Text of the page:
I made a point to take advantage of my Spanish-language skills to further my success during my time in the Navy. I served as the official translator for the commodore and commanding officers during Operation Handclasp and the Partnership of the Americas, translating for meetings with dignitaries, foreign navies and at public events. Outside of my official duties, I provided language training to increase the proficiency levels of trained and volunteer translators to improve their scores or pass the Defense Language Proficiency Test, which benefited them both financially and professionally in their military careers.

I also developed a basic conversational course for the ship’s crew while in Latin America, and translated between medical teams and the Latin American community. I had the honor of engaging with patients from various countries and backgrounds who shared their triumphs and heartbreaks with me during their treatment. It was the hardest but best part of my deployments because of its profound impact on me.

While my dedication to streamlining communications with local communities helped my crew, it also helped me develop skills that are essential as an immigration lawyer. My work taught me patience and how to effectively advocate for disadvantaged groups of people, and showed me the importance of being patient and resilient. When working with populations from other cultures, a willingness to accept setbacks is critical, because they will occur. Problem-solving and flexibility are crucial, and to succeed, you must focus on long-term goals — because, in reality, no one can solve the systemic issues that underrepresented groups face.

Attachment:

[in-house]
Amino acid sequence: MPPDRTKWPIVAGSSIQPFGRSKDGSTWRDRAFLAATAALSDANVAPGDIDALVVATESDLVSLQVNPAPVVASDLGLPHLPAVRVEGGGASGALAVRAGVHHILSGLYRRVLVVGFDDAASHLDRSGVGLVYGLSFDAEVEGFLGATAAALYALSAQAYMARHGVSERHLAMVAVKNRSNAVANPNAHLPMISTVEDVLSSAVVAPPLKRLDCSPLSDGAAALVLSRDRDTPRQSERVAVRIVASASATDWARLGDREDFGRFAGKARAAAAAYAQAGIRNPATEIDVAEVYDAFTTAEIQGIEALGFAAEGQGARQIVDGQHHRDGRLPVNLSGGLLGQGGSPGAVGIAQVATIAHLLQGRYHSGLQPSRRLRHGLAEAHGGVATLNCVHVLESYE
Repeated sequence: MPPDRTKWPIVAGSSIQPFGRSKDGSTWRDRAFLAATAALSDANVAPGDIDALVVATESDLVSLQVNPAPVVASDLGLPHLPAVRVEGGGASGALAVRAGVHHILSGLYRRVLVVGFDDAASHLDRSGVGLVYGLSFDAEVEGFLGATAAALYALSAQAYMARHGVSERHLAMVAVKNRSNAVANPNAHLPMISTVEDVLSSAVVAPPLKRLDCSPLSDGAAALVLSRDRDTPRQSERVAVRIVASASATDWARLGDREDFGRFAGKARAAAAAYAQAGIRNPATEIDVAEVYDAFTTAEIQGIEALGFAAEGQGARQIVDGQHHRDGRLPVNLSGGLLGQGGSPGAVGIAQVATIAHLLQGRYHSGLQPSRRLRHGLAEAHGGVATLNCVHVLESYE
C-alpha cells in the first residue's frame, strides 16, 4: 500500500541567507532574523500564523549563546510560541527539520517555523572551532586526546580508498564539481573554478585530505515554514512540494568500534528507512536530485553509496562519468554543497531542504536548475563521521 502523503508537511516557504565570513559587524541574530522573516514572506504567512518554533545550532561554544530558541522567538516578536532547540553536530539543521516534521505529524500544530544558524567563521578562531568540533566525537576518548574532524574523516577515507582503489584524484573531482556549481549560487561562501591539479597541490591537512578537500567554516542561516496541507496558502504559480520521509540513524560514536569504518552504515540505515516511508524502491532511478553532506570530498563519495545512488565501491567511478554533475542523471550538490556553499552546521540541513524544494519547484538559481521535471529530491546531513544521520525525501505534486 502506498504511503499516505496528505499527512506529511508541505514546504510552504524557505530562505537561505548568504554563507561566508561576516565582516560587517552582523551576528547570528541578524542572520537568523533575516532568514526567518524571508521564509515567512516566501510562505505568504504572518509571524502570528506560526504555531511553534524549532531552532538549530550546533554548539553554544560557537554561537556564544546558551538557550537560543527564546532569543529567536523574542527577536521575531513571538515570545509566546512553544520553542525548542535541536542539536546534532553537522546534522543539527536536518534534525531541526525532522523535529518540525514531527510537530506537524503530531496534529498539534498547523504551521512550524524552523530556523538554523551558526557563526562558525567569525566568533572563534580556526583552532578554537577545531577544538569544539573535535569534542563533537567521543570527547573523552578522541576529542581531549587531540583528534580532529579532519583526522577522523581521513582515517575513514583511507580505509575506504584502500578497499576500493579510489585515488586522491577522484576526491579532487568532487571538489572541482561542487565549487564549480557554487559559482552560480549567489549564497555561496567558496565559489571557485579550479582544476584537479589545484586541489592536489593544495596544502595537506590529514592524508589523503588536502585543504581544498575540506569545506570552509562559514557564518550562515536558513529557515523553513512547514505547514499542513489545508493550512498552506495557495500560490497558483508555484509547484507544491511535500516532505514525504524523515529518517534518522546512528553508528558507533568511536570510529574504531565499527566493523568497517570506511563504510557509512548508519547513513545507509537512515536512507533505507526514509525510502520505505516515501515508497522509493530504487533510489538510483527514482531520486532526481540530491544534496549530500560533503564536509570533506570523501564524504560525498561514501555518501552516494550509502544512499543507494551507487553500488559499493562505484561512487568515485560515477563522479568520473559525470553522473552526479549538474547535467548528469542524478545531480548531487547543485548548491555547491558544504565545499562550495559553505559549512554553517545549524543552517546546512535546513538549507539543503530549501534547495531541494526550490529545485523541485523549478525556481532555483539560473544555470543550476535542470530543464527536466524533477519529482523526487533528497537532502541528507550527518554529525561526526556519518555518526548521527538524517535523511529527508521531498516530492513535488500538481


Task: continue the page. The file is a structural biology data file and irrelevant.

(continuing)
A Clear Future

While my path to law school may be untraditional, it solidified that I have the skills needed to make my lifetime goal a reality. Currently, I am on track to graduate from The George Washington University in 2022 with a Bachelor of Arts in International Affairs. I was also recently awarded the Raytheon SPY-6 Scholarship, which is given to sailors who are pursuing an undergraduate or graduate degree and demonstrate leadership in their local community. This scholarship will help me complete my degree while I gain experience through fellowships in preparation for law school.

By investing in personal experiences that make me unique and using them to find a greater purpose, I was able to find success. Warfighters who are about to enter service, as well as those who are looking to craft their post-service path, should dig deep and identify what makes them different, then capitalize on the skills associated with that uniqueness to become a driving force within the military.

Together, we must celebrate the diversity within our community, as what makes us different makes us strong.

— The opinions expressed in this op-ed are those of the author and do not necessarily reflect the views of Military.com. If you would like to submit your own commentary, please send your article to [email protected] for consideration.